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I'm playing around with a toolchain that seems to wrap gcc (qcc), but also uses g++ for a few things. This caused a bit of confusion when I couldn't link libs I built with g++ using g(q)cc even though it was for the same architecture (due to missing lib errors). After a bit more research, I found that g++ is basically gcc with a few default flags and a slightly different interpretation mechanism for file extensions (there may be other differences I've glanced over). I'd like to know exactly which flags can be passed to gcc to amount to the equivalent g++ call. For instance:

g++ -g -c hello.cpp   // I know at the very least that this links in stl
gcc -g -c -???        // I want the exact same result as I got with g++... what flags do I use?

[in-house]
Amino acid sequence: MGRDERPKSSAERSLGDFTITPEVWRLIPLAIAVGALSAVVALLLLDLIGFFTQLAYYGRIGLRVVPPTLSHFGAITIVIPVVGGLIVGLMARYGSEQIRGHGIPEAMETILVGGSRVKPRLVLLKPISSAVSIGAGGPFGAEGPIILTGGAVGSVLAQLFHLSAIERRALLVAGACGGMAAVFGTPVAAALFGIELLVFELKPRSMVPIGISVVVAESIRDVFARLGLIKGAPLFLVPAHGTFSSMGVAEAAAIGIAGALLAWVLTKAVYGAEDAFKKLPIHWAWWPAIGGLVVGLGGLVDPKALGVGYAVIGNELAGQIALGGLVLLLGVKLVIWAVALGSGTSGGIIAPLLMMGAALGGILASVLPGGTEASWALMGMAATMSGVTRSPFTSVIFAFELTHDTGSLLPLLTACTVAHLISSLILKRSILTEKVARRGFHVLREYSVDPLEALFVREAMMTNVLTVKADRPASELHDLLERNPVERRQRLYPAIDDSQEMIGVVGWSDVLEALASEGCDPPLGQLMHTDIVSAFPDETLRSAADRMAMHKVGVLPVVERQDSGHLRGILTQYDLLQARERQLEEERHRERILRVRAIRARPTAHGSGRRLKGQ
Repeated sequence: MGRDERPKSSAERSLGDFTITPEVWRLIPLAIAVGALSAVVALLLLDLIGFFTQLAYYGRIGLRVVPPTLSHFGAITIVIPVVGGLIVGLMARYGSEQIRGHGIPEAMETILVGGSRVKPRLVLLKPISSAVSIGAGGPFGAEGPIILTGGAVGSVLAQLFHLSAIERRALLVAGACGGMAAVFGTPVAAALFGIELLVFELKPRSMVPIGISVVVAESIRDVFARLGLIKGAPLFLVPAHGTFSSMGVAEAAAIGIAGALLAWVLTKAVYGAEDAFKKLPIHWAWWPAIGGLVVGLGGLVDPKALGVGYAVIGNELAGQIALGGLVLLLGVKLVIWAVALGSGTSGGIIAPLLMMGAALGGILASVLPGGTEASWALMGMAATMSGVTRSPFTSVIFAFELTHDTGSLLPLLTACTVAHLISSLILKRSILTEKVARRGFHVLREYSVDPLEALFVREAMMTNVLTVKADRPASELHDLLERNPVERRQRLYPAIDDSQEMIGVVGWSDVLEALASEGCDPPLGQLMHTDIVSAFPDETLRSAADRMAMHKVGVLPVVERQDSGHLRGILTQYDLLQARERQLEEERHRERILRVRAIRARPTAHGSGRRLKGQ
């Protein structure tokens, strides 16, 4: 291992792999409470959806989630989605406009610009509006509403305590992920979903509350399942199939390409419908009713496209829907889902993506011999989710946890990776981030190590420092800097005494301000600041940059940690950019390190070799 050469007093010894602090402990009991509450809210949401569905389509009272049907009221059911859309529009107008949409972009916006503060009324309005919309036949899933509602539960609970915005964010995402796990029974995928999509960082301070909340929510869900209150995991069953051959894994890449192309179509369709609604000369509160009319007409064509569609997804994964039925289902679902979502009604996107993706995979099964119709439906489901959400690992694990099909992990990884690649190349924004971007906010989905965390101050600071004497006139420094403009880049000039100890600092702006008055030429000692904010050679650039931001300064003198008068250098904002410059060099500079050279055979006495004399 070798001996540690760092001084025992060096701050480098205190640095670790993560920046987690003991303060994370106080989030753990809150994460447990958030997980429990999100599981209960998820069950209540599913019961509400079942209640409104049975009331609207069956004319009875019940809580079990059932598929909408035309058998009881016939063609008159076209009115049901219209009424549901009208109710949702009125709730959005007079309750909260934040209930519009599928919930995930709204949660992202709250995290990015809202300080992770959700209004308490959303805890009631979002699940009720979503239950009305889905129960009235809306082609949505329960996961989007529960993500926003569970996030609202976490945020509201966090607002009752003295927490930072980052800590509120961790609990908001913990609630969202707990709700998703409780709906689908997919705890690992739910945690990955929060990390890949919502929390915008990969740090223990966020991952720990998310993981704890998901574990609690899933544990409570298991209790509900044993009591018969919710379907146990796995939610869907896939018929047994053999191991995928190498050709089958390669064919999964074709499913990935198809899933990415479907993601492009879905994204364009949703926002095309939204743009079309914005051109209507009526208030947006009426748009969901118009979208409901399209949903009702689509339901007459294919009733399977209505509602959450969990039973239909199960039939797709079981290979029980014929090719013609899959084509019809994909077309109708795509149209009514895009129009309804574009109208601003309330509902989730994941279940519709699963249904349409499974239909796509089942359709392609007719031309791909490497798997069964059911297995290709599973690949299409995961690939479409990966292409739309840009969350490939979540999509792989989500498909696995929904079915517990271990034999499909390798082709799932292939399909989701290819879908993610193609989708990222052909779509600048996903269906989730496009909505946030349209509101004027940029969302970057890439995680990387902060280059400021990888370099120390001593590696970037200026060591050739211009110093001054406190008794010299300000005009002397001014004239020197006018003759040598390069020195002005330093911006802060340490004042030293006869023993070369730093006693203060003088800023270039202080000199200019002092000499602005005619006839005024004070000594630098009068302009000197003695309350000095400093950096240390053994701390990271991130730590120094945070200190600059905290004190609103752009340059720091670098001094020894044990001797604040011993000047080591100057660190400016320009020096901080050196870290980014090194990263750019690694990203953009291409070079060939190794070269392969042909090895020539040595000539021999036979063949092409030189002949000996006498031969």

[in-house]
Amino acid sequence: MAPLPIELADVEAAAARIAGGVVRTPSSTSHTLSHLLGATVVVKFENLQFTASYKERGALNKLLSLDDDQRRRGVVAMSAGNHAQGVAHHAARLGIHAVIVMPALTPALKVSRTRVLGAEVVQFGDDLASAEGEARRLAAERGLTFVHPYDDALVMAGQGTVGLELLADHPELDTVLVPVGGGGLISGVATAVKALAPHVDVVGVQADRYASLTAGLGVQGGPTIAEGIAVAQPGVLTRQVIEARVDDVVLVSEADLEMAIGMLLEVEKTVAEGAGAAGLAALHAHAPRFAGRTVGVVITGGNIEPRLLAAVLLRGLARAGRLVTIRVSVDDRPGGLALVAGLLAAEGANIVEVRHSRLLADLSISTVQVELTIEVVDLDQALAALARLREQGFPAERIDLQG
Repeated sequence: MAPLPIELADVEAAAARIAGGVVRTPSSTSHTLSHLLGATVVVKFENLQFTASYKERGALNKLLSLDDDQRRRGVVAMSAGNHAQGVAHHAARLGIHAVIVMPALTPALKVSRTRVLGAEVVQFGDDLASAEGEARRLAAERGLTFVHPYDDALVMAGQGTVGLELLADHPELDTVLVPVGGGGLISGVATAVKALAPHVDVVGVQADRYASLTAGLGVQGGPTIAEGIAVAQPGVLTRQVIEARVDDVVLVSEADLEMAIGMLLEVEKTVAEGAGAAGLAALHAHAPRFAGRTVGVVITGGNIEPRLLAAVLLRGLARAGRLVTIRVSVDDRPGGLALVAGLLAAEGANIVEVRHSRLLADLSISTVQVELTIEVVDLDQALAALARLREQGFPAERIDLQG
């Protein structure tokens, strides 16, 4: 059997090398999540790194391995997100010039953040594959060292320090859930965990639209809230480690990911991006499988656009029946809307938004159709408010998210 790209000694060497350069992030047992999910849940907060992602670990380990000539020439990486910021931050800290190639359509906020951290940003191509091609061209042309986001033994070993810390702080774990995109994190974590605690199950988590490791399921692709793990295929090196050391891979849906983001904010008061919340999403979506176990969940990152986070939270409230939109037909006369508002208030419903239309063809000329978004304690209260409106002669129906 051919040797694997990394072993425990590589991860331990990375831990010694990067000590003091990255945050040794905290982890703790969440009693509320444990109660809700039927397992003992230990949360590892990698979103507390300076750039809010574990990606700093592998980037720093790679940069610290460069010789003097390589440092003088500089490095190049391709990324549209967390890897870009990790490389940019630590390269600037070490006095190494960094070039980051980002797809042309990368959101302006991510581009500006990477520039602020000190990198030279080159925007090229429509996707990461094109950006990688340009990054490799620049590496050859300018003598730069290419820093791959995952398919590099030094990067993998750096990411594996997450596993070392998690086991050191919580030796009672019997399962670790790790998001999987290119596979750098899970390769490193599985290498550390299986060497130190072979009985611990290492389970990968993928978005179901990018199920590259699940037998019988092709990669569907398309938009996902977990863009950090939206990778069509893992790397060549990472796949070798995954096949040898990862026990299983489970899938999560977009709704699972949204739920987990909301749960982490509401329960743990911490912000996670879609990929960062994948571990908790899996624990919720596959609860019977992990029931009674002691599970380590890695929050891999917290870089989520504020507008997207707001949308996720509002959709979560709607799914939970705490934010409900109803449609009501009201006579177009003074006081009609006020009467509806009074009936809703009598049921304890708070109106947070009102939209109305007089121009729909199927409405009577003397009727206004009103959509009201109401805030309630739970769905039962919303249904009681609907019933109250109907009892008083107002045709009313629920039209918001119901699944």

The way the tool chain is set up makes it sort of difficult to simply replace the gcc calls with g++. It'd be much easier to know which flags I need to pass.

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Use verbose mode and copy the flags from the subprocesses. – Dani May 31 '12 at 4:25
    
possible duplicate of stackoverflow.com/questions/1221902/… – Florian Sowade May 31 '12 at 4:26
up vote 2 down vote accepted

The differences between using gcc vs. g++ to compile C++ code is that (a) g++ compiles files with the .c, .h, and .i extensions as C++ instead of C, and that (b) it automatically links with the C++ standard library (-lstdc++). See the man page.

So assuming that you're not compiling .c, .h., or .i files as C++, all you need to do to make gcc act like g++ is add the -lstdc++ command line option to your linker flags. If you are compiling those other files as C++, you can add -x c++, but I'd advise you instead to rename them to use .cc or .ii files (.h can stay that way, if you're using precompiled headers).

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Thanks for the thorough response. I just wanted to verify that -lstdc++ was the only flag being passed in terms of linking other libs. – Prismatic May 31 '12 at 7:13

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